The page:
Sovereignty
 
The following materials are intended to extend lessons found in the
Foundations of Democracy text and to build on previously taught concepts.

Purpose of Lesson
•  Define sovereignty as it relates to Native American tribal governments.
•  Identify the source of sovereignty, its applications and limitations.

Wisconsin’s Model Academic Standards for Social Studies
B.12.12 Analyze the history, culture, tribal sovereignty, and current status
of the American Indian tribes and bands in Wisconsin

Wisconsin Model Academic Standards for Language Arts
A.12.4 Students will read to acquire information

Terms to Know
sovereignty – Independence; the right to self-government

What do you think?
1.  How do you exercise sovereignty over yourself?
2.  How does your family exercise sovereignty?
3.  How does your school exercise sovereignty?

Where does tribal sovereignty come from?
The fact that Native American tribes are and always have remained separate and
distinct political nations gives them sovereign status with the power to create
governments, enforce rules and laws, and exercise authority over their
territory and membership. The U.S. government recognizes tribes as distinct
nations, even though they are found within the boundaries of the United States.
In addition, this classification is also based on historical
government-to-government negotiations between Native American tribes and other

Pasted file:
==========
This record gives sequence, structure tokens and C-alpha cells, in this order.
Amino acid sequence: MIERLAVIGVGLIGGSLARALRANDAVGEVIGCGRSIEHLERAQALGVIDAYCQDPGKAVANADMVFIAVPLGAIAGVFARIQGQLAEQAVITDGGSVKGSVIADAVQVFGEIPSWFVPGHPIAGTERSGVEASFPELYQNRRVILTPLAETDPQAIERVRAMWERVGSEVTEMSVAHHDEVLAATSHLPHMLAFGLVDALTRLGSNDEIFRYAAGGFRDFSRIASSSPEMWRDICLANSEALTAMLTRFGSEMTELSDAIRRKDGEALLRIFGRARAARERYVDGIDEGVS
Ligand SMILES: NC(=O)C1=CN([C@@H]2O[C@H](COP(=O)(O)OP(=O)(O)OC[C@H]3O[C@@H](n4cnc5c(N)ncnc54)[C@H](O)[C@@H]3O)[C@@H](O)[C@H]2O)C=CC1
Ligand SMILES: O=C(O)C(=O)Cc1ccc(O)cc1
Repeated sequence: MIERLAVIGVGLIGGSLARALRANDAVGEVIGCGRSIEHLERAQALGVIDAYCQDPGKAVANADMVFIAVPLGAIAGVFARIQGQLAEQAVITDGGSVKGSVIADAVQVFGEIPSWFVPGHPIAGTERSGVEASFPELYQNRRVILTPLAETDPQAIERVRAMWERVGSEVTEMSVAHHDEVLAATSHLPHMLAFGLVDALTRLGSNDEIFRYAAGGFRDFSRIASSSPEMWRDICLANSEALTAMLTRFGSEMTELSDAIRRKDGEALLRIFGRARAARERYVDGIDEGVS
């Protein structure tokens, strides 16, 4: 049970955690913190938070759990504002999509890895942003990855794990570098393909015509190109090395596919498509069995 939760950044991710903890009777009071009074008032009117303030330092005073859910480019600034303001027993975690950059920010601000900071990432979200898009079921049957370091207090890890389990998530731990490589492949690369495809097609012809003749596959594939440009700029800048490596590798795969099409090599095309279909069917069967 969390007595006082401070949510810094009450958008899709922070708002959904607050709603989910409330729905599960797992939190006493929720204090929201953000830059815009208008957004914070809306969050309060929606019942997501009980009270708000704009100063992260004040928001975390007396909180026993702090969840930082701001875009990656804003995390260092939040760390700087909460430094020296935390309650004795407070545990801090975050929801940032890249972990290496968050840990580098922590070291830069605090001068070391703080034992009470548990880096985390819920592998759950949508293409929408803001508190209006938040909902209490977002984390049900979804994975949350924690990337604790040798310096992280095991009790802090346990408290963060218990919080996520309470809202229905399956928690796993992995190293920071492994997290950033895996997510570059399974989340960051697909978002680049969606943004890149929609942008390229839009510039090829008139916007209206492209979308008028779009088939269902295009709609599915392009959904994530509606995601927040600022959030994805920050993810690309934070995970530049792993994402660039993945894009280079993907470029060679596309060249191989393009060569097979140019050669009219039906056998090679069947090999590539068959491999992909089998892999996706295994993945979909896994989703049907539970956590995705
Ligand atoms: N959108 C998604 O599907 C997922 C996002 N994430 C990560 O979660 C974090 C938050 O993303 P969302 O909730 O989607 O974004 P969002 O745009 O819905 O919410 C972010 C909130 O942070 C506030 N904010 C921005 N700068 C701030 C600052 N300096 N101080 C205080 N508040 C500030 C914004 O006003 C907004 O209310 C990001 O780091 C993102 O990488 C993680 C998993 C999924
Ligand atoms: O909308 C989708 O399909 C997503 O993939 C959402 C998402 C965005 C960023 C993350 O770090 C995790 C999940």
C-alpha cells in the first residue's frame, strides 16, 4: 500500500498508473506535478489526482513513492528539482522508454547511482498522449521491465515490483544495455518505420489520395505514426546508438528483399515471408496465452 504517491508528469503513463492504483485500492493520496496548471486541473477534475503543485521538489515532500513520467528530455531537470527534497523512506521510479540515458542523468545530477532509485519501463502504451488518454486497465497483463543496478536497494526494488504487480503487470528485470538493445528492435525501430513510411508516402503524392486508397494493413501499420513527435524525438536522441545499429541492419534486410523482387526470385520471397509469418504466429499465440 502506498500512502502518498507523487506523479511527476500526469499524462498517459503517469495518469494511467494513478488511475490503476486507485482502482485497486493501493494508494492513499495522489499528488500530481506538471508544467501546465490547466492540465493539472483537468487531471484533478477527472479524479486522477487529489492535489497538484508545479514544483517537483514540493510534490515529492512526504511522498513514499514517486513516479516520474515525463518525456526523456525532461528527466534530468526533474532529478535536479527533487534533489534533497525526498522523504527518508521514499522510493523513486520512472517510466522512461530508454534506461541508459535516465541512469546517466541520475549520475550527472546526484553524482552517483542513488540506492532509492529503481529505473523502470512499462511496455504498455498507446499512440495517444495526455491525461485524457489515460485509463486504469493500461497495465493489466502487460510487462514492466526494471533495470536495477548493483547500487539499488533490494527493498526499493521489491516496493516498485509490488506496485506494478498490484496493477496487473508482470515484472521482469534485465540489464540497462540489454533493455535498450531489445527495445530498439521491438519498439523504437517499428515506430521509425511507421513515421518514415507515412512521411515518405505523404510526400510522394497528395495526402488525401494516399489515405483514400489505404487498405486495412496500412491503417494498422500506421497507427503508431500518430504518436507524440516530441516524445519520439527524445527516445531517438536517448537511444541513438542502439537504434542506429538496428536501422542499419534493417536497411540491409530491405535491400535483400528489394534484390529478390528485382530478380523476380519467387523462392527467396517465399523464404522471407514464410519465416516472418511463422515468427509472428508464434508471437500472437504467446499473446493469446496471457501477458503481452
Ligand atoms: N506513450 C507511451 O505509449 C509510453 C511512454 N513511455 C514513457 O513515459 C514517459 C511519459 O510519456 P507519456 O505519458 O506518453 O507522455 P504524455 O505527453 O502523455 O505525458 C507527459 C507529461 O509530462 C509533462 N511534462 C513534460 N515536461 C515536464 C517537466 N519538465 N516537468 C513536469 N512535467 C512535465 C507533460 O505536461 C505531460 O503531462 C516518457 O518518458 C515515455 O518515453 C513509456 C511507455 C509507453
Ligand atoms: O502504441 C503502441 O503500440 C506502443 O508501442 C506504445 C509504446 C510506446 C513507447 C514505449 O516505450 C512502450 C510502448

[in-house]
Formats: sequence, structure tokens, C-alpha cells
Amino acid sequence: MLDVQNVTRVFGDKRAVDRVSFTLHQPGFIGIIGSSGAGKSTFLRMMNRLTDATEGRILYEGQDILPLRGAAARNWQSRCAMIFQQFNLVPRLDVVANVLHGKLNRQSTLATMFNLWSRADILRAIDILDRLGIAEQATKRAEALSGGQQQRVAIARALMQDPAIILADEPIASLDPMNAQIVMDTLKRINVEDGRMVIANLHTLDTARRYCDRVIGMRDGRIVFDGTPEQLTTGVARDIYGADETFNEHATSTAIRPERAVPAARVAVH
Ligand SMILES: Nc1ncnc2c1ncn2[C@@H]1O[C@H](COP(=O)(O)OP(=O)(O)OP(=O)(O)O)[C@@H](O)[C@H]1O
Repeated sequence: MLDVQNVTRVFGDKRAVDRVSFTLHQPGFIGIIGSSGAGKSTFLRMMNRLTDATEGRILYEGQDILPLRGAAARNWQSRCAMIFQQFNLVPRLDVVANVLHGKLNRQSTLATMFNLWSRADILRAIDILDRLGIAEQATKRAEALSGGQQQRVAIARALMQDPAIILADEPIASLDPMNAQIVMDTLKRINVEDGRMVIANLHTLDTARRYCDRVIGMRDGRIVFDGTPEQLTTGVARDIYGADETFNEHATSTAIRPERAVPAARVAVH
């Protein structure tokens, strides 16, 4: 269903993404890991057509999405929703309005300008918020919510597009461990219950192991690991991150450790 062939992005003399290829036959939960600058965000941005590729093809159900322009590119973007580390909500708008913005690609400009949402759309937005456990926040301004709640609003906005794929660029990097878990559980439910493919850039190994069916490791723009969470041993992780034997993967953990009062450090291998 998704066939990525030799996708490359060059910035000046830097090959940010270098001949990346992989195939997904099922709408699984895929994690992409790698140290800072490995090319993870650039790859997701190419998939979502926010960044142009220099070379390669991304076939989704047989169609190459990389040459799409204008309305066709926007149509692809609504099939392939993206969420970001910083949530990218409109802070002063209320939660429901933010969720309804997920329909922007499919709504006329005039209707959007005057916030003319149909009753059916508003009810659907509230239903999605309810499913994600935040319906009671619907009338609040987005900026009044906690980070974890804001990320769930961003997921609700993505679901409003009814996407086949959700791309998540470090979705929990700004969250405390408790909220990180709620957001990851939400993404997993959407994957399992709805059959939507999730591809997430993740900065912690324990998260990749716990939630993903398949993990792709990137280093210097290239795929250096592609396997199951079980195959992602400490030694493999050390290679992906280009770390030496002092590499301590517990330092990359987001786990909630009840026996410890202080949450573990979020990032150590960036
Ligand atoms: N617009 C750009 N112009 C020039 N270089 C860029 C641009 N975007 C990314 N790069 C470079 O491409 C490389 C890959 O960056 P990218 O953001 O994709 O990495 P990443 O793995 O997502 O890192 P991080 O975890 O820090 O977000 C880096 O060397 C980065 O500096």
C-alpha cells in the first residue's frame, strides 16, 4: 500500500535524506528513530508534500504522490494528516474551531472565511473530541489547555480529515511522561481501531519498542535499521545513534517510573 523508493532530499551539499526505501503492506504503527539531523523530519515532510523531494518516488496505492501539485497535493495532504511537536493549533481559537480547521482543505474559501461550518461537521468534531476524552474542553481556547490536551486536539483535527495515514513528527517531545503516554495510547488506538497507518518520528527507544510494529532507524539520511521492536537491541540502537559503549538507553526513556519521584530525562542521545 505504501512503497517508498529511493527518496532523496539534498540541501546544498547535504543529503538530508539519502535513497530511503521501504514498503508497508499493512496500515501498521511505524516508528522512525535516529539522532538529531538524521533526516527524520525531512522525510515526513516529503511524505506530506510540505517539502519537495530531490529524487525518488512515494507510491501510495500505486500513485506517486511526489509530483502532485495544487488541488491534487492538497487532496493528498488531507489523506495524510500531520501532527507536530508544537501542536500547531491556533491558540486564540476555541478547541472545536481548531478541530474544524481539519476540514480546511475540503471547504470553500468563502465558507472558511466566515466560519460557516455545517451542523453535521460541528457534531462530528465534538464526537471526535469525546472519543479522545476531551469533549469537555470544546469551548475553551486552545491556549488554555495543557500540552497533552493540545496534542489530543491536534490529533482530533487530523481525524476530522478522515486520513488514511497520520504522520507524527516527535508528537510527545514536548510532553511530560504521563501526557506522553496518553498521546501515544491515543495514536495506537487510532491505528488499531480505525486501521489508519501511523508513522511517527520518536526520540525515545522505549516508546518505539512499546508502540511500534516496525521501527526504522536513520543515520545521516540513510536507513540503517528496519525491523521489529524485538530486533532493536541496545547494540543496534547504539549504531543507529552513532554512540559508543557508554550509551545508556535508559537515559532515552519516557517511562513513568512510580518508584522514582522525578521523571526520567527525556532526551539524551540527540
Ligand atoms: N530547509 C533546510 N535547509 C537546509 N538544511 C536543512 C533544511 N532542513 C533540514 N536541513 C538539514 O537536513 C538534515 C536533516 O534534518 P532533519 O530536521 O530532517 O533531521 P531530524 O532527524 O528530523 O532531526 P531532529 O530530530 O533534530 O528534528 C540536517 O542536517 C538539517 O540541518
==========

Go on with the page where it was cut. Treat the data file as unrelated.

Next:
European nations such as Great Britain, France, and Spain.

Why is sovereignty important to Native American tribes?
Sovereign authority allows tribes to do the following:
1.  Choose their own governments
2.  Create and carry out tribe-related laws relating to the tribe
3.  Define and regulate tribal membership
4.  Allocate funds
5.  Negotiate with other nations

What are the limits of tribal sovereignty?
The U.S. Congress has ultimate authority over all Native American tribes within
the United States, as granted by the Constitution. The Bureau of Indian
Affairs, which is a part of the Department of the Interior, is an agency of the
Executive Branch of the federal government, within the U.S. Department of
Interior, which is responsible for administering and managing the trusts land held by
Native American tribes within the United States. In order to understand the
limits to Tribal Sovereignty, it is helpful to construct a visual
representation of the power structure of government within the United States.

Critical Thinking Flow Chart [ student handout ]

Please see chart.